Notes from USCIS's Fall 2018 Regulatory Agenda

The Department of Homeland Security has recently released its fall 2018 regulatory agenda, which includes a number of changes to current practices. H-1B visa holders are especially impacted by many of these changes.


First, the USCIS intends to propose a new rule that would create a registration requirement for anyone planning to file an H-1B cap-subject petition. While this rule would mean that employers would only need to file full petitions in the event that the beneficiary wins the annual lottery, there is a possibility that the USCIS will change the way the lottery works. Specifically, in light of President Trump’s “Buy American, Hire American” executive order, it is possible that the lottery may no longer be random, with more preference being given to beneficiaries with more education or higher salaries instead. In addition, the USCIS may also limit the number of applications it is willing to accept from any one company, which would likely mean that there will be fewer H-1B visas awarded to staffing companies and companies that outsource work.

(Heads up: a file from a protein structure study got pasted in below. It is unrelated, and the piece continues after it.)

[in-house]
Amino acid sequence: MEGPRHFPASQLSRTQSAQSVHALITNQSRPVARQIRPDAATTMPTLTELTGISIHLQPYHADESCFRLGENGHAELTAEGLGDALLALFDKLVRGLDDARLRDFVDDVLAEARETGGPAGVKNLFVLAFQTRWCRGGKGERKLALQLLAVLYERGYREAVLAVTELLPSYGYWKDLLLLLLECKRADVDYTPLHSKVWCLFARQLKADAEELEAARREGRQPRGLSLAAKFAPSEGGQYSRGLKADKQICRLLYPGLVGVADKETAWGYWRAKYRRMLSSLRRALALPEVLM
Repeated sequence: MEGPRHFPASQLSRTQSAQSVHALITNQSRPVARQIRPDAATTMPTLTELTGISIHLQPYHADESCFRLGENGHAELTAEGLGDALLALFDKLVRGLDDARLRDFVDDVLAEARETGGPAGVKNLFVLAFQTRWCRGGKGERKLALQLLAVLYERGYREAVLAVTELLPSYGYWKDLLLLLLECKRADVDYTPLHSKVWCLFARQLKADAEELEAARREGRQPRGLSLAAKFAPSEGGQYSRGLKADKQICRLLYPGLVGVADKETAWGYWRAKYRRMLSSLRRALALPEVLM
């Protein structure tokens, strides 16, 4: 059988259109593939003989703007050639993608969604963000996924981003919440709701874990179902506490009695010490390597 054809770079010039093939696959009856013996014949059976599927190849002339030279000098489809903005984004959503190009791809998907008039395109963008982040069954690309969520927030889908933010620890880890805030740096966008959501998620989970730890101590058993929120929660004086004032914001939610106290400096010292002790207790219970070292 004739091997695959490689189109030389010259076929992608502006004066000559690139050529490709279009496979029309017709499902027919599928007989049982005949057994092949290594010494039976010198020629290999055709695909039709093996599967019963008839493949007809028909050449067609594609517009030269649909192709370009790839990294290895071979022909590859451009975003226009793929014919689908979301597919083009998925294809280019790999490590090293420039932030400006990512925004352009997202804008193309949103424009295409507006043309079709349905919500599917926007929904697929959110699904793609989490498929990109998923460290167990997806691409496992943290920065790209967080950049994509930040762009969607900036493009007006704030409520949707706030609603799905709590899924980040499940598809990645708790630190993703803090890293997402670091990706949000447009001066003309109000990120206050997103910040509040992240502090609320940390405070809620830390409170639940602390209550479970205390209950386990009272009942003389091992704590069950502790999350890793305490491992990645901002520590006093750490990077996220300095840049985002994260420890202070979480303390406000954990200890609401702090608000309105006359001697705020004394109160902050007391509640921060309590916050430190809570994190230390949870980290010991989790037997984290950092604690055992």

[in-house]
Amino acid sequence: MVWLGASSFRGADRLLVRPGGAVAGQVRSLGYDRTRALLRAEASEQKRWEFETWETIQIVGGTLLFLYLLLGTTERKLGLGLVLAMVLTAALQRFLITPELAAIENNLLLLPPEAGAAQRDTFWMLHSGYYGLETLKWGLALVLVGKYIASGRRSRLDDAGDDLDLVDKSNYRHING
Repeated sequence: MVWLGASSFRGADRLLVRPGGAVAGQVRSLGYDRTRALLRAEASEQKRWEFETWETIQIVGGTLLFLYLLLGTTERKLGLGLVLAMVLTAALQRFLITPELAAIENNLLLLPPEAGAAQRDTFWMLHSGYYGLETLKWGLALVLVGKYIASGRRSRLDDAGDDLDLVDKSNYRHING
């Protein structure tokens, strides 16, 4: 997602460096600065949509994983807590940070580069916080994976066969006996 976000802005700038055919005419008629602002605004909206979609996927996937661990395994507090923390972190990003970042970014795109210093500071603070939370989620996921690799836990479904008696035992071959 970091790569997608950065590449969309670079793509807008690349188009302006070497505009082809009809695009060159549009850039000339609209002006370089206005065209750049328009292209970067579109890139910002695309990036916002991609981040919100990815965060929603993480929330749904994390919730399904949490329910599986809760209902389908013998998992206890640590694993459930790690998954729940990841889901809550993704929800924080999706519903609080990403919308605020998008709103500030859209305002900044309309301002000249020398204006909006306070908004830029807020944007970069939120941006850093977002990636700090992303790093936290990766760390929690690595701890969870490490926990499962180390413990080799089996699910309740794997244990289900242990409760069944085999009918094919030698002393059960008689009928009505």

Additionally, USCIS also plans to institute a rule that would define new meanings of the terms “employment,” “specialty occupation,” and “employer-employee relationship” in August of 2019, after the H-1B cap filings.


The spouses of some H-1B holders are also likely to be impacted by the new regulatory agenda. For months, the USCIS has intended to introduce a new rule rescinding work authorization of H-4 visa holders that had been introduced during the Obama administration. It appears the USCIS is finally ready to release the notice of this new rule in November of this year, and when this happens the USCIS will answer questions about whether or not current holders of H-4 EADs will be able to renew their work authorization.


Other impacts of the new regulatory agenda include USCIS updates regarding the recruitment requirements for the H-2A and H-2B programs in October 2018, revisions to the H-2A labor certification process in December 2018, and a variety of changes to the EB-5 program including increasing investment levels and limiting the designation of Targeting Employment Areas in November 2018, incorporating process changes for EB-5 Regional Center applications in March 2019, and ramping up monitoring of the EB-5 Program in September of 2019.


Furthermore, based on information presented in the new regulatory agenda, the USCIS also plans to update its fee schedule in February 2019, curtail access to the USCIS AAO for appeals and require electronic submission for all immigration benefit requests in April 2019, and eliminate the ability to file the I-140 petition and I-485 application concurrently in September 2019.